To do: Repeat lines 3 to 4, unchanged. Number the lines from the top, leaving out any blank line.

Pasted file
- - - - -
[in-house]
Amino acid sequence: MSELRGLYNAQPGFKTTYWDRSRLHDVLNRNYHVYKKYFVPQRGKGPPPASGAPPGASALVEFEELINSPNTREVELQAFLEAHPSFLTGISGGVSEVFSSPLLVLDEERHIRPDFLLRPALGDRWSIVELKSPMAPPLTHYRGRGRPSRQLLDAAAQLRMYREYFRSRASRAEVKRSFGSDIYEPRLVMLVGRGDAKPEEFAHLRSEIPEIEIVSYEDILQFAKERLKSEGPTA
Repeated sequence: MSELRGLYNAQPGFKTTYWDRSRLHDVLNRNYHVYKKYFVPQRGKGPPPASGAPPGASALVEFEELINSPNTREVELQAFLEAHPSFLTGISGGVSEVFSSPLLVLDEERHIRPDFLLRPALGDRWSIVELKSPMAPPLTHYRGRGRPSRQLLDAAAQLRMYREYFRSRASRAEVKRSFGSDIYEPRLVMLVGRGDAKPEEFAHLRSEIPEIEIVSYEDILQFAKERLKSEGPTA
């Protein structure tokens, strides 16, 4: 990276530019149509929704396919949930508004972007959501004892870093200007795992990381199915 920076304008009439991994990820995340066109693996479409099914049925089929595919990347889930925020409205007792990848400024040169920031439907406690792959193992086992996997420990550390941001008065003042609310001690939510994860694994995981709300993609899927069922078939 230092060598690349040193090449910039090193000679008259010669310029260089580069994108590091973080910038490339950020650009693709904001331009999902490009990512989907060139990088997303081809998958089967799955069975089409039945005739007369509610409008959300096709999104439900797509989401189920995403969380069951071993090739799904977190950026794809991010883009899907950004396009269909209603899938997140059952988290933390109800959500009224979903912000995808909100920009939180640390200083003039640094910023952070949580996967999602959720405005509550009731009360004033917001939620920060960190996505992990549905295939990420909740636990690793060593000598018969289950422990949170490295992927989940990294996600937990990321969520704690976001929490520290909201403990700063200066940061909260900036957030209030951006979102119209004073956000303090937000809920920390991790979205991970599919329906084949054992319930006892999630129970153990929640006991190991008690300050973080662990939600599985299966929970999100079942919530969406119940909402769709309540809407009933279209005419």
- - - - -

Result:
Repeated sequence: MSELRGLYNAQPGFKTTYWDRSRLHDVLNRNYHVYKKYFVPQRGKGPPPASGAPPGASALVEFEELINSPNTREVELQAFLEAHPSFLTGISGGVSEVFSSPLLVLDEERHIRPDFLLRPALGDRWSIVELKSPMAPPLTHYRGRGRPSRQLLDAAAQLRMYREYFRSRASRAEVKRSFGSDIYEPRLVMLVGRGDAKPEEFAHLRSEIPEIEIVSYEDILQFAKERLKSEGPTA
């Protein structure tokens, strides 16, 4: 990276530019149509929704396919949930508004972007959501004892870093200007795992990381199915 920076304008009439991994990820995340066109693996479409099914049925089929595919990347889930925020409205007792990848400024040169920031439907406690792959193992086992996997420990550390941001008065003042609310001690939510994860694994995981709300993609899927069922078939 230092060598690349040193090449910039090193000679008259010669310029260089580069994108590091973080910038490339950020650009693709904001331009999902490009990512989907060139990088997303081809998958089967799955069975089409039945005739007369509610409008959300096709999104439900797509989401189920995403969380069951071993090739799904977190950026794809991010883009899907950004396009269909209603899938997140059952988290933390109800959500009224979903912000995808909100920009939180640390200083003039640094910023952070949580996967999602959720405005509550009731009360004033917001939620920060960190996505992990549905295939990420909740636990690793060593000598018969289950422990949170490295992927989940990294996600937990990321969520704690976001929490520290909201403990700063200066940061909260900036957030209030951006979102119209004073956000303090937000809920920390991790979205991970599919329906084949054992319930006892999630129970153990929640006991190991008690300050973080662990939600599985299966929970999100079942919530969406119940909402769709309540809407009933279209005419």